Dealing with Disunity
“. . . a complaint arose . . .” Acts 6:1
You are unique. It’s our personality that makes us distinct from everyone else. At the moment of salvation, we don’t lose our personality. We discover, because of Christ, we are more than we ever thought or imagined. We also discover that, though knowing Jesus is an individual experience, it’s not an isolated experience. We soon find out we are connected to other believers, that we and other believers are the body of Christ.
Because our faith doesn’t exist in a vacuum, no matter how hard we try, we cannot avoid other believers. There will be conflict. There will be disunity, and disunity issues need to be solved.
Settling unity issues is not always healthy. Some deny it because they don’t want the problems that come from surfacing conflict. Others attempt to force people to get along through affirming hugs and corporate worship events. Others are sidelined by hurt and the accusations of others. Still others feel offended by the negative attitudes and constant grumbling. They focus on the personal hurt instead of dealing with the root cause. Delaying dealing with disunity causes distance. It only aggravates the problem and opens the door for drama, exploitations and splits in the fellowship.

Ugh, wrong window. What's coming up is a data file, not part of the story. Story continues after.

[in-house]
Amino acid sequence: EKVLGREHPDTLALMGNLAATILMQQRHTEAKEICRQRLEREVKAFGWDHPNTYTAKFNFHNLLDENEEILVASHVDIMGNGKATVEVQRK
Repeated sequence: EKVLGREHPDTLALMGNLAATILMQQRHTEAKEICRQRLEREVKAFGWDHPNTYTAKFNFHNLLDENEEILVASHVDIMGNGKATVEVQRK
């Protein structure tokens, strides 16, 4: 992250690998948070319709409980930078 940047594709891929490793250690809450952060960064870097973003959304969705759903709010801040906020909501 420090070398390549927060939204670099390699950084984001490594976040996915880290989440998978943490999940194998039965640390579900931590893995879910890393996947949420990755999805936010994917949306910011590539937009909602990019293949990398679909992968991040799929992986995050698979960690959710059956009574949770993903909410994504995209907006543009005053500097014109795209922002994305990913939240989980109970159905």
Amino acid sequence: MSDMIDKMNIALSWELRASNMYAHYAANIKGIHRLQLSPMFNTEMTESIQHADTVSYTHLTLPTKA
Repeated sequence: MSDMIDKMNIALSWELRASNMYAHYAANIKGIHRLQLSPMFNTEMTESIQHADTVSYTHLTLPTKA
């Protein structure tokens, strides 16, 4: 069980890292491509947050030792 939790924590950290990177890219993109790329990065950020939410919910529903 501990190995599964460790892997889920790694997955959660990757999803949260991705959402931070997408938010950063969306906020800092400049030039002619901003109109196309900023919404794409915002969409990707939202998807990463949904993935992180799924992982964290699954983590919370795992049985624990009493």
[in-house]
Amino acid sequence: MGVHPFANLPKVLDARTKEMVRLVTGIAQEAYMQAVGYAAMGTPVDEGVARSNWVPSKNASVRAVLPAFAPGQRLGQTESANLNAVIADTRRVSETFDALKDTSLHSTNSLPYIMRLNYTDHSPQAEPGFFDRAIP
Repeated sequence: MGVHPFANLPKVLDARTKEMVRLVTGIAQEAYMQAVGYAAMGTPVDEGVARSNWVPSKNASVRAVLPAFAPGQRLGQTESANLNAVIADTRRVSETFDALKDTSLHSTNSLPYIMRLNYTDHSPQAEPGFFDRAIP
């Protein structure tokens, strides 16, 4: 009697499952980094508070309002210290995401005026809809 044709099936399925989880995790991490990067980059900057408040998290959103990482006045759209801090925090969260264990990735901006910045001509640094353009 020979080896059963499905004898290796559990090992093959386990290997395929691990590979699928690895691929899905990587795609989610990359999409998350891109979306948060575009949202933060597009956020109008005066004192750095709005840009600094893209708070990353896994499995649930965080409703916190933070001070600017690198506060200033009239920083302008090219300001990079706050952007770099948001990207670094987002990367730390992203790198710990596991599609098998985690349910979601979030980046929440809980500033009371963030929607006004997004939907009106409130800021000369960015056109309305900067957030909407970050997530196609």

Unity is a process which must be vigilantly maintained. We must avoid letting relationships lapse into unfinished business. Remember Christ’s words on cultivating unity, “Therefore, if you are presenting your offering at the altar, and there remember your brother has something against you, leave your offering there before the altar and go; first be reconciled to your brother, and then come and present your offering.” (Matthew 5:23-24) Let’s not forget, these are Jesus’ words.
Regardless of whose fault we think it is, whether or not they are justified in their anger at us, we must go to them immediately. So urgent is the issue of unity that we should pause our worship and go and make things right with the other person.
Do you have anything against anyone? Are you harboring a grudge against another? Confess it, deal with it. It’s for your good, and for the good of the church.